ICYMI – Encourage Naturalized Citizenship. Are there long-time residents in your community who should apply for citizenship? Here are recommendations to “push naturalization.” New citizens are benefited and the community is benefited.  There are free citizenship clinics available.

Rapid Response to Potential Raids. Keep clients alert with the CLINIC Rapid Response Toolkit to help protect your family.

Comprehensive Immigration Report No. 291

World Day of Advocacy for Migrants and Refugees. Since 1914, the Catholic Church has been celebrating World Day of Migrants and Refugees. Pope Francis has designated Sunday, September 29 as the day to remember migrants and refugees and he has chosen the theme “It is not just about migrants” to help us recognize our blind spots and ensure that no one remains excluded from society, whether a longtime resident or someone newly-arrived. Learn more and download the official toolkit here.

Did You Miss Citizenship Week? No problem. Catholic Legal Immigration Network, Inc. (CLINIC) has a webpage and a toolkit full of information with all the reasons why someone should seek citizenship and the ways to go about it. Now is an excellent time to consider citizenship for those eligible.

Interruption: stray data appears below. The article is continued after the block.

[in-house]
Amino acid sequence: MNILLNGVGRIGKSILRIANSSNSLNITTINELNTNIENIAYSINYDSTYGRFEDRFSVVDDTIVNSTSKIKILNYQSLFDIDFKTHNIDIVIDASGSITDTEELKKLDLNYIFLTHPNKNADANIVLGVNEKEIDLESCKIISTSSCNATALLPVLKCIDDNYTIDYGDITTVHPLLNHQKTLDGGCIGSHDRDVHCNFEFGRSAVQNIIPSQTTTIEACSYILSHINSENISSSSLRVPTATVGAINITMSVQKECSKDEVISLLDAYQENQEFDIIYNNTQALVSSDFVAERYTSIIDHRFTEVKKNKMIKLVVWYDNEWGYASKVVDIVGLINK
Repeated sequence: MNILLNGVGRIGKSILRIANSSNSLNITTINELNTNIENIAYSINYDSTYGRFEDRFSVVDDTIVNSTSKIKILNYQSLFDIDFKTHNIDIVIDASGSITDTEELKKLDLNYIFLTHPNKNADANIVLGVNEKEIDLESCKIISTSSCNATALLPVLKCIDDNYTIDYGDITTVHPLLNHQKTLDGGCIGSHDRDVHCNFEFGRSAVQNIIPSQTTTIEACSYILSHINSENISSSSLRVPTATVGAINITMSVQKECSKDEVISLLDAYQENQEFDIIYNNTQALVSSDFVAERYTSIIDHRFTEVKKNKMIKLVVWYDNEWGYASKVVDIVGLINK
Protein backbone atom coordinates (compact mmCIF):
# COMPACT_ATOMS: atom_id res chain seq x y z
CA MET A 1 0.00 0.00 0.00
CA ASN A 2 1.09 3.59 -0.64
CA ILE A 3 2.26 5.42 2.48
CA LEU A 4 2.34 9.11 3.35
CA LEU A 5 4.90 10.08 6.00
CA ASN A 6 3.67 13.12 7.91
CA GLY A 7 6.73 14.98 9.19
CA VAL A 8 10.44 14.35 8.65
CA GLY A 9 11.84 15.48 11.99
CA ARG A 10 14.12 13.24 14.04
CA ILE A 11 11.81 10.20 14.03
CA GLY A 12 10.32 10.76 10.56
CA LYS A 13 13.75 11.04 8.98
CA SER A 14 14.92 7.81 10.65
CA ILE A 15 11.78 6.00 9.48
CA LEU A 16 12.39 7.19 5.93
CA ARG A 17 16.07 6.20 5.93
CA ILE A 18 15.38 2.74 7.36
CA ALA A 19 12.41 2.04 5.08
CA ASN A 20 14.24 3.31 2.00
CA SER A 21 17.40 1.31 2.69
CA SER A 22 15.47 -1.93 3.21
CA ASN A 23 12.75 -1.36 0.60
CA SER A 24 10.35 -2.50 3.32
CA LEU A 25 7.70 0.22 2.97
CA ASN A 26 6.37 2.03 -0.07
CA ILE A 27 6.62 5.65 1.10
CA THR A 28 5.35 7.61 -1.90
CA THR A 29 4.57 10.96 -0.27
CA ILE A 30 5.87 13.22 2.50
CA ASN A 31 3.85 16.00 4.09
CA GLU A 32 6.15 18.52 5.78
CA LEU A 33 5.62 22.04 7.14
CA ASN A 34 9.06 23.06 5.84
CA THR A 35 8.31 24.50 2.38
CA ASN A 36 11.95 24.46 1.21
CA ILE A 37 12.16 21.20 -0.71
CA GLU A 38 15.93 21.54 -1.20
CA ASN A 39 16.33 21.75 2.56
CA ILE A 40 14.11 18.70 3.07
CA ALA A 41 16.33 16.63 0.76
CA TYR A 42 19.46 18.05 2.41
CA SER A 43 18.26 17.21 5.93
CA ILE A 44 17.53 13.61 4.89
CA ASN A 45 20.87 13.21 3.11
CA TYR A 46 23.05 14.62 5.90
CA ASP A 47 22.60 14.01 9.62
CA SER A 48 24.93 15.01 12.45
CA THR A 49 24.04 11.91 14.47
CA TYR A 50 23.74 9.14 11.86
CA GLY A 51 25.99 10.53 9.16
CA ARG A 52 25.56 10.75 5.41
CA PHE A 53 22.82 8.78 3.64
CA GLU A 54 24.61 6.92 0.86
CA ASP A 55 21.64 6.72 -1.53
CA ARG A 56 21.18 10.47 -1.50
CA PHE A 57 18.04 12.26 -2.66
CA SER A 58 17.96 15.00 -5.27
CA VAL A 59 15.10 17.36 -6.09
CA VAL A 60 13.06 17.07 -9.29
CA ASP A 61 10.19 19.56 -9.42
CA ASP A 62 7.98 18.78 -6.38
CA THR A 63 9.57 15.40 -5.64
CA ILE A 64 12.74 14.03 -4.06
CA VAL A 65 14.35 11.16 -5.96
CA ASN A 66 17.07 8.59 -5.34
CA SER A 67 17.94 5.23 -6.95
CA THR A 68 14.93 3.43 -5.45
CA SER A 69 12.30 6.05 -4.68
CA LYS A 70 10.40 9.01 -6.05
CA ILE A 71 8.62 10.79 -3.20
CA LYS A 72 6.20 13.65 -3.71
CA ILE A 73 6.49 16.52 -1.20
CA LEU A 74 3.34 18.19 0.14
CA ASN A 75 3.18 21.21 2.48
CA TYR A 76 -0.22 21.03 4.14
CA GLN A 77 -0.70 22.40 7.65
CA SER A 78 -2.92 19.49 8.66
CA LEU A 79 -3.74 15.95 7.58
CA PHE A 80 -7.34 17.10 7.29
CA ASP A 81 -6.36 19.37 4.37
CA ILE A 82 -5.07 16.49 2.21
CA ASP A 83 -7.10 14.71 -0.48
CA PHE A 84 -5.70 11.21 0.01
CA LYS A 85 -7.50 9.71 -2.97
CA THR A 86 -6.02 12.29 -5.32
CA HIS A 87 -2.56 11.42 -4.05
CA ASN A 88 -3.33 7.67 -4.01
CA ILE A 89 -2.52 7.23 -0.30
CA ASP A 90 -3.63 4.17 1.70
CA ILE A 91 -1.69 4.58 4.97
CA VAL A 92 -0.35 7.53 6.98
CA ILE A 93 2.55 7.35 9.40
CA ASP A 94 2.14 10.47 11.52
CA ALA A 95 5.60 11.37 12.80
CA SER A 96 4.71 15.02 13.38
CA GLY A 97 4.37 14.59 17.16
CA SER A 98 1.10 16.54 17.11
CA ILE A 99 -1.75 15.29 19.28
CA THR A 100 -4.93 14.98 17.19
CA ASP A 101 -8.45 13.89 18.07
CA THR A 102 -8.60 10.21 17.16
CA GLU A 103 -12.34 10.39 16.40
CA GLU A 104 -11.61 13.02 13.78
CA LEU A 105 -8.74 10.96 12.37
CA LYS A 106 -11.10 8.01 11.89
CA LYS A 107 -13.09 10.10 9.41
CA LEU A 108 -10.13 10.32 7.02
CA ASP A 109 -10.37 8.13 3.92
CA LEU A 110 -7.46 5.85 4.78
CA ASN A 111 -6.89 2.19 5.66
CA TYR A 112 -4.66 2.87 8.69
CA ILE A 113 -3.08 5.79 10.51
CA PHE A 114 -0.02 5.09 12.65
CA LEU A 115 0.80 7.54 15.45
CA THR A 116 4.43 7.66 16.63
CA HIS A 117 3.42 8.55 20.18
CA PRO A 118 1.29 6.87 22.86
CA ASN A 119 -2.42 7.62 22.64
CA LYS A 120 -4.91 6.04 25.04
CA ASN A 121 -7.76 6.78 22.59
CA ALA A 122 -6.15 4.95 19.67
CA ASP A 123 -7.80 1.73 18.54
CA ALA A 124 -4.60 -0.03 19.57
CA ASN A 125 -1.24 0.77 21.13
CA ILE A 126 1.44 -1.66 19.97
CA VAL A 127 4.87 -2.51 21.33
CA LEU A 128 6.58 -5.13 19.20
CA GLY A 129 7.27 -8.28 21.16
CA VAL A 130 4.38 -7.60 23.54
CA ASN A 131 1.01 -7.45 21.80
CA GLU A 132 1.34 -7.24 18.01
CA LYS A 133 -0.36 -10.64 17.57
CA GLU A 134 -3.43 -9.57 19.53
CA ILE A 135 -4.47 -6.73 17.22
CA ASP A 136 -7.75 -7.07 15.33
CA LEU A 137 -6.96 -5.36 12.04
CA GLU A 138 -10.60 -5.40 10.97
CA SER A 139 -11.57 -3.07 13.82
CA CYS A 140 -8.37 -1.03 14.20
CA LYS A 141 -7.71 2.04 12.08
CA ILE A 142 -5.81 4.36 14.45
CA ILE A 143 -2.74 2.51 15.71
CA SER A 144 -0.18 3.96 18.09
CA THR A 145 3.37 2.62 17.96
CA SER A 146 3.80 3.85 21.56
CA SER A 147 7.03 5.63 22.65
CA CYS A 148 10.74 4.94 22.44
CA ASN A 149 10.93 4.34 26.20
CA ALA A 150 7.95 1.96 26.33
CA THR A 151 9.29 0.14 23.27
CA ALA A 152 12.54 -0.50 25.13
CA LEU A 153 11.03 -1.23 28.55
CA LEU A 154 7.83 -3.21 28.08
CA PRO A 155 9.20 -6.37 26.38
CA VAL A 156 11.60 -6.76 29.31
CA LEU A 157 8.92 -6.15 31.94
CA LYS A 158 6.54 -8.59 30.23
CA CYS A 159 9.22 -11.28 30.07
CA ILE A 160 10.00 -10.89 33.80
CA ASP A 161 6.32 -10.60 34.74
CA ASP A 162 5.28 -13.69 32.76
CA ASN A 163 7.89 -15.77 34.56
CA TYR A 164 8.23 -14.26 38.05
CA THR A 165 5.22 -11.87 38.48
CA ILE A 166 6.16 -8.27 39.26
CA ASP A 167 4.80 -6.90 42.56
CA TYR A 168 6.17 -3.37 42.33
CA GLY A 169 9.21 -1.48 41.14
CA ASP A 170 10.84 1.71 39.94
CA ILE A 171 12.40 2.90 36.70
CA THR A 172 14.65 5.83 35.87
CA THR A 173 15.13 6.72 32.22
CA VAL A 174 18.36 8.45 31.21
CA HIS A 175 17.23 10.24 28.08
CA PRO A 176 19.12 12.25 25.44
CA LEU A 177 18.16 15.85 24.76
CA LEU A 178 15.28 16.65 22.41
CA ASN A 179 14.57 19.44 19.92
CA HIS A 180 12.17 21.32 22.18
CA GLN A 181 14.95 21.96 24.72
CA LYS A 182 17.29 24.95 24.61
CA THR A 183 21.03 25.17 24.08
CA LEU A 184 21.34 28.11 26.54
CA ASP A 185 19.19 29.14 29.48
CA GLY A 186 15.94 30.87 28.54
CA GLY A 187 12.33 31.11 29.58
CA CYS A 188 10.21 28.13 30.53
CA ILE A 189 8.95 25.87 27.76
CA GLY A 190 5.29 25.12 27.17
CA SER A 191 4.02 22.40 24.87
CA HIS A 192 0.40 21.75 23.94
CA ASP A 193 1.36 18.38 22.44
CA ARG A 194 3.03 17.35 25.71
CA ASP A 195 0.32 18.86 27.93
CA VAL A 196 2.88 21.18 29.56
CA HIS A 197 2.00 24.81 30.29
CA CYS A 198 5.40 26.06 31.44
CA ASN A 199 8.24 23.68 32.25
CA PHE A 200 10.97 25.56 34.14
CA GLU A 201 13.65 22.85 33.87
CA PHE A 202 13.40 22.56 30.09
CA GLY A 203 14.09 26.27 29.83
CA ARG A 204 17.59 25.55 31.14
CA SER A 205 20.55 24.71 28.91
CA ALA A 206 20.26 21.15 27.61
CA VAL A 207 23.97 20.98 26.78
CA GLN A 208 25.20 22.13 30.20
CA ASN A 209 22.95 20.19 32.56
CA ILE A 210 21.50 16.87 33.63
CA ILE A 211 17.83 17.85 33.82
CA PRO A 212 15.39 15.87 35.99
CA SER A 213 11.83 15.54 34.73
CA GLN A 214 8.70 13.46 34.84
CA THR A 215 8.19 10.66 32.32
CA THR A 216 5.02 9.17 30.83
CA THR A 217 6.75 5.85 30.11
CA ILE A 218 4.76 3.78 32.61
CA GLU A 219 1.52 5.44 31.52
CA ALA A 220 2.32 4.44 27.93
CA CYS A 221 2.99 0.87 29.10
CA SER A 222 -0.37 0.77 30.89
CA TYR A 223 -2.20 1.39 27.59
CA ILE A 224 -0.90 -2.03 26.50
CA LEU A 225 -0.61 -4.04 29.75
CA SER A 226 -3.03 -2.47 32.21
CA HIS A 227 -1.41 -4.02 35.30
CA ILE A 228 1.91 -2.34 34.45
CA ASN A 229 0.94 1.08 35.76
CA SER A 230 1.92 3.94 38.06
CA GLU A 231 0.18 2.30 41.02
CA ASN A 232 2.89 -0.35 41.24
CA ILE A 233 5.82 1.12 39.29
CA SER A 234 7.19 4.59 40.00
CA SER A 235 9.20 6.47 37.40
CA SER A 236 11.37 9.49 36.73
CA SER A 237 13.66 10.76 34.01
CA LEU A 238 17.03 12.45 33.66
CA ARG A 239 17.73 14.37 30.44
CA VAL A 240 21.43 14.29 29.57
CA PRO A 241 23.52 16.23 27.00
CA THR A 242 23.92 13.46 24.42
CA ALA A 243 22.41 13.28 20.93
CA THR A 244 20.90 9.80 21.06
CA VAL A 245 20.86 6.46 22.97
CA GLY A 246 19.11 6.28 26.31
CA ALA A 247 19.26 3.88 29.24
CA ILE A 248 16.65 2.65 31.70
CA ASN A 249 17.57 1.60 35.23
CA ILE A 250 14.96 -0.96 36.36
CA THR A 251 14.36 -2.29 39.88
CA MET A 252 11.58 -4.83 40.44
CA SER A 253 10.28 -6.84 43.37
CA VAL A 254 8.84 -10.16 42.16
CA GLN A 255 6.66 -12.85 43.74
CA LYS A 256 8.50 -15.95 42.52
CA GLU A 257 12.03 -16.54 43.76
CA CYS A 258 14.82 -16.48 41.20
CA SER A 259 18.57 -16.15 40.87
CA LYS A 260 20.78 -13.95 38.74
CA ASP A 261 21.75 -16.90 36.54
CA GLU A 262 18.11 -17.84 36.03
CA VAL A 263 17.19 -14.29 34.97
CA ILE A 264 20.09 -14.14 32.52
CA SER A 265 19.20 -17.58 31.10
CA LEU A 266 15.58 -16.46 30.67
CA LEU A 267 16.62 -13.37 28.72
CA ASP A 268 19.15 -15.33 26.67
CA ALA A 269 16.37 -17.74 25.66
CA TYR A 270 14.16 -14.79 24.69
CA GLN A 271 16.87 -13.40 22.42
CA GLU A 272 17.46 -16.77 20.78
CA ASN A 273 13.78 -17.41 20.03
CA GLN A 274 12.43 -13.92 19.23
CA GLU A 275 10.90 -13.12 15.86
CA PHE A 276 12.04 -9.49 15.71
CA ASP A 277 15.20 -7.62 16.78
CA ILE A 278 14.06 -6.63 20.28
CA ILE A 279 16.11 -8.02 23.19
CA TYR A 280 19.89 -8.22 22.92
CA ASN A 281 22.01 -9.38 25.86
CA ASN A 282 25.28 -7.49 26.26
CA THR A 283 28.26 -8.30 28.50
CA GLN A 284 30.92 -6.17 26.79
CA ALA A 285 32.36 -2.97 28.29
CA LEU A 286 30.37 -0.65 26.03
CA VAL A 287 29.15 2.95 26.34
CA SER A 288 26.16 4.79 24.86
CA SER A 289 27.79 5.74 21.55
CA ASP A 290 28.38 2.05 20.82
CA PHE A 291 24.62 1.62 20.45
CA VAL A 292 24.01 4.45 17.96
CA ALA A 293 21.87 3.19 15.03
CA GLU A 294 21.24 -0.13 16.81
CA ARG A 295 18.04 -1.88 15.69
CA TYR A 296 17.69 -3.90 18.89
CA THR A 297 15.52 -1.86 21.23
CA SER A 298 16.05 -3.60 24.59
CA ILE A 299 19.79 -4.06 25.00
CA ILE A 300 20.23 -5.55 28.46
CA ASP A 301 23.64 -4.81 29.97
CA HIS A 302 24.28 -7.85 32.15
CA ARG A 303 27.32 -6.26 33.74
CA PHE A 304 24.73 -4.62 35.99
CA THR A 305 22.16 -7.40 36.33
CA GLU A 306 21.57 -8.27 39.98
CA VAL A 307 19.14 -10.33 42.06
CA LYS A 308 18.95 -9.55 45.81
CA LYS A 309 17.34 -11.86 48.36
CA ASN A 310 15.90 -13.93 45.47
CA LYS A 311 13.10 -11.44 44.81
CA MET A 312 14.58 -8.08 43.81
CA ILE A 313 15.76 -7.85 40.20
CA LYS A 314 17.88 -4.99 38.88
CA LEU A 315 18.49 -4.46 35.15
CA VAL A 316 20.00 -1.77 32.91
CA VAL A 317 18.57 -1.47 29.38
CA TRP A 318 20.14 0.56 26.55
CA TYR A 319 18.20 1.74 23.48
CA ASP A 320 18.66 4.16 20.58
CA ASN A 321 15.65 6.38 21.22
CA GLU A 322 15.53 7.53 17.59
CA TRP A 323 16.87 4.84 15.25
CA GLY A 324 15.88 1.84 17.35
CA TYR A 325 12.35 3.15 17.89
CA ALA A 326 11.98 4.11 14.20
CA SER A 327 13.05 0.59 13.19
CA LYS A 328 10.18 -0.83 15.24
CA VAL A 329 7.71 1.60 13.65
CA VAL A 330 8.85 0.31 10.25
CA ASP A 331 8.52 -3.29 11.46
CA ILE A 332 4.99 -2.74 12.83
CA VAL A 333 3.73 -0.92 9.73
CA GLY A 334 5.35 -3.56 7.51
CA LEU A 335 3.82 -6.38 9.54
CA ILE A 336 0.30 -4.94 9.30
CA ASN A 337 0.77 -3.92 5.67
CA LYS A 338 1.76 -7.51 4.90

Need an Explanation of the “Return to Mexico” Policy? The Administration has adopted a policy of returning asylum seekers at the southern border to await determination of reasonable fear necessary for asylum. Here is an explanation and here is what can happen.  

Deprivation of Medical Care for Children in Custody. Not only are children in immigration custody at the border separated from their parents, they are often deprived on essential medical care. See the complaint filed by CLINIC and others to understand the issues.

Jesuits leaders increase emphasis on supporting immigrants. The provincials of the Jesuit provinces in the United States and Canada have issued a statement encouraging all Jesuits and their clerical and lay associates to expand their advocacy for immigrants and refugees.

Comprehensive Immigration Report No. 290

Encourage Naturalized Citizenship. Are there long-time residents in your community who should apply for citizenship? Here are recommendations to “push naturalization.” New citizens benefit themselves and the community.  Check out these free citizenship clinics.